Only 5.7% of US doctors are Black, a threat to America’s public health
Only about 5.7% of physicians in the United States identify as Black or African American, according to the latest data.
This statistic, released by the Association of American Medical Colleges, does not reflect the communities they serve, as an estimated 12% of the US population is Black or African American.
And while the proportion of Black physicians in the US has risen over the past 120 years, some research shows, it’s still extremely low.
One reason why the percentage of US doctors who are Black remains far below that of the US population that is Black can be traced to how Black people have been “historically excluded from medicine” and the “institutional and systemic racism in our society,” said Michael Dill, the Association of American Medical Colleges’ director of workforce studies.
A deep-rooted history of racism in medicine
Many US medical schools have a history of not admitting non-Whites. The first Black American to hold a medical degree, Dr. James McCune Smith, had to enroll at the University of Glasgow Medical School in Scotland.
Smith received his MD in 1837, returned to New York City and went on to become the first Black person to own and operate a pharmacy in the United States, and to be published in US medical journals.
In 2008, the American Medical Association, the nation’s largest organization of physicians, issued an apology for its history of discriminatory policies toward Black doctors, including those that effectively restricted the association’s membership to Whites.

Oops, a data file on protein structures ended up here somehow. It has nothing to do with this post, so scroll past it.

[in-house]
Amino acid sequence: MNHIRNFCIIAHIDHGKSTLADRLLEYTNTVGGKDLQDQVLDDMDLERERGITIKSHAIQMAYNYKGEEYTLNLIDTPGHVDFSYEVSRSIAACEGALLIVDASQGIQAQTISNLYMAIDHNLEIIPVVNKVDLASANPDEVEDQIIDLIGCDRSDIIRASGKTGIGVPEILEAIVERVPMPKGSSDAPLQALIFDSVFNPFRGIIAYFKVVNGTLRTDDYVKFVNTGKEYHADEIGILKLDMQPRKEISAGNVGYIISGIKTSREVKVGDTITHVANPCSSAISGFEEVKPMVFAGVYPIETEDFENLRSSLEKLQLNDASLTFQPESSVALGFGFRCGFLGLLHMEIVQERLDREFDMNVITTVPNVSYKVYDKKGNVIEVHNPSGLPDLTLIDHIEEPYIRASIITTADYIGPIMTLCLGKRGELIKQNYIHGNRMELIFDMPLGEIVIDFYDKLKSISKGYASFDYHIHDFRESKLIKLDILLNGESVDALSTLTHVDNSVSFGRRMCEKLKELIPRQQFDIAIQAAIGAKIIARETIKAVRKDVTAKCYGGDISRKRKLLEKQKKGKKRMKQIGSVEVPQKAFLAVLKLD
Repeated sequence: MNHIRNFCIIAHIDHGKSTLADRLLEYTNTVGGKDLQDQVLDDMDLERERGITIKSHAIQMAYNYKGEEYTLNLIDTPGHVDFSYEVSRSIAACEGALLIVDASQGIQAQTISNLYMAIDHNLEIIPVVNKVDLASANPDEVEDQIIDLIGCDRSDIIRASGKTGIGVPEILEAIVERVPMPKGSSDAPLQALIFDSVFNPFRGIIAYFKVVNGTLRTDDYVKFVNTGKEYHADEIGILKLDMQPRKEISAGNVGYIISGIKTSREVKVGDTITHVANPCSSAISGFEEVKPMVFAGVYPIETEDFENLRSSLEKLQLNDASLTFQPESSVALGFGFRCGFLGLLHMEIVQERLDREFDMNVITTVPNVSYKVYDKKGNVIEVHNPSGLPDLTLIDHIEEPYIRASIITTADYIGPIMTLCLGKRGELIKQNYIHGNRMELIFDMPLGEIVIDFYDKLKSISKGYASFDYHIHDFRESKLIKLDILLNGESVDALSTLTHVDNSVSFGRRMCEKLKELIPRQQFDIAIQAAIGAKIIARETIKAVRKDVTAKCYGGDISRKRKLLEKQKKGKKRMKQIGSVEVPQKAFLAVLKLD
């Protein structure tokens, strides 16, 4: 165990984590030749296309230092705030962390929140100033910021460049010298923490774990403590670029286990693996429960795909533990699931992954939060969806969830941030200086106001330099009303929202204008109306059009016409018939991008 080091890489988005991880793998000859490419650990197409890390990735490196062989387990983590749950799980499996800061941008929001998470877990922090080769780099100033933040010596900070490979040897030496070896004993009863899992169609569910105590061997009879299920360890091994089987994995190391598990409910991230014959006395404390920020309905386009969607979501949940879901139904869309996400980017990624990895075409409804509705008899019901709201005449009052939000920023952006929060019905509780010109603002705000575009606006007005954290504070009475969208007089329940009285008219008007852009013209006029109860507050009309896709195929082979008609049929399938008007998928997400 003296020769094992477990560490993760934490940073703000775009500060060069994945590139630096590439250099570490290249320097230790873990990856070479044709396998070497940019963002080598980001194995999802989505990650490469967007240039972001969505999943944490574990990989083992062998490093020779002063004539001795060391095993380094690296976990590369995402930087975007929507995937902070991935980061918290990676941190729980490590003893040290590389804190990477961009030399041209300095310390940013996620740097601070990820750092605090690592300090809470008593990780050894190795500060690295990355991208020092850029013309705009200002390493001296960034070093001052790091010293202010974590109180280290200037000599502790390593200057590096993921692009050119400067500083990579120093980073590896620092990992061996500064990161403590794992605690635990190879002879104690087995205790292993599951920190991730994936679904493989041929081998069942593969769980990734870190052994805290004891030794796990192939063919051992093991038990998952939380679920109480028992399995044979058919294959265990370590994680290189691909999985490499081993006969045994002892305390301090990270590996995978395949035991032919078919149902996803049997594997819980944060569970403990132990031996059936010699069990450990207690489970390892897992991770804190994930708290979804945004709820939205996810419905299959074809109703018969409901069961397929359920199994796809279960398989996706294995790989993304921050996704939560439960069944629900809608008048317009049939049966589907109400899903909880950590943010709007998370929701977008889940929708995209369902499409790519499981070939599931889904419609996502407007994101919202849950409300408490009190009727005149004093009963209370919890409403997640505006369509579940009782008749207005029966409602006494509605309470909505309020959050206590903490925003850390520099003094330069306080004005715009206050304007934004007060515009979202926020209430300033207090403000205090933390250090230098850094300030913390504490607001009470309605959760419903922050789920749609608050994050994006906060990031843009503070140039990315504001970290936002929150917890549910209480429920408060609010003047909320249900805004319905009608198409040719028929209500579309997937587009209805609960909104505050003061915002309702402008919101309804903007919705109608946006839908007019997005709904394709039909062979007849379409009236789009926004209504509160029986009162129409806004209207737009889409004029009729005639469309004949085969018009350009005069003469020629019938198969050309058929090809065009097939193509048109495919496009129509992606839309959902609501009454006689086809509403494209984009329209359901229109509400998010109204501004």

In 2021, the US Centers for Disease Control and Prevention declared racism a “serious public health threat.”
The nation’s shortage of Black physicians is concerning, experts warn, as it contributes to some of the disproportionate effects that infectious diseases, chronic diseases and other medical ailments have on communities of color. This in itself poses public health risks.
For example, in the United States, Black newborns die at three times the rate of White newborns, but a study published in 2020 in the Proceedings of the National Academy of Sciences found that Black infants are more likely to survive if they are being treated by a Black physician.
And when Black patients receive care from Black doctors, those visits tend to be longer and have higher ratings of patients feeling satisfied, according to a separate study of more than 200 adults seeing 31 physicians, published in 2003 in the journal Annals of Internal Medicine.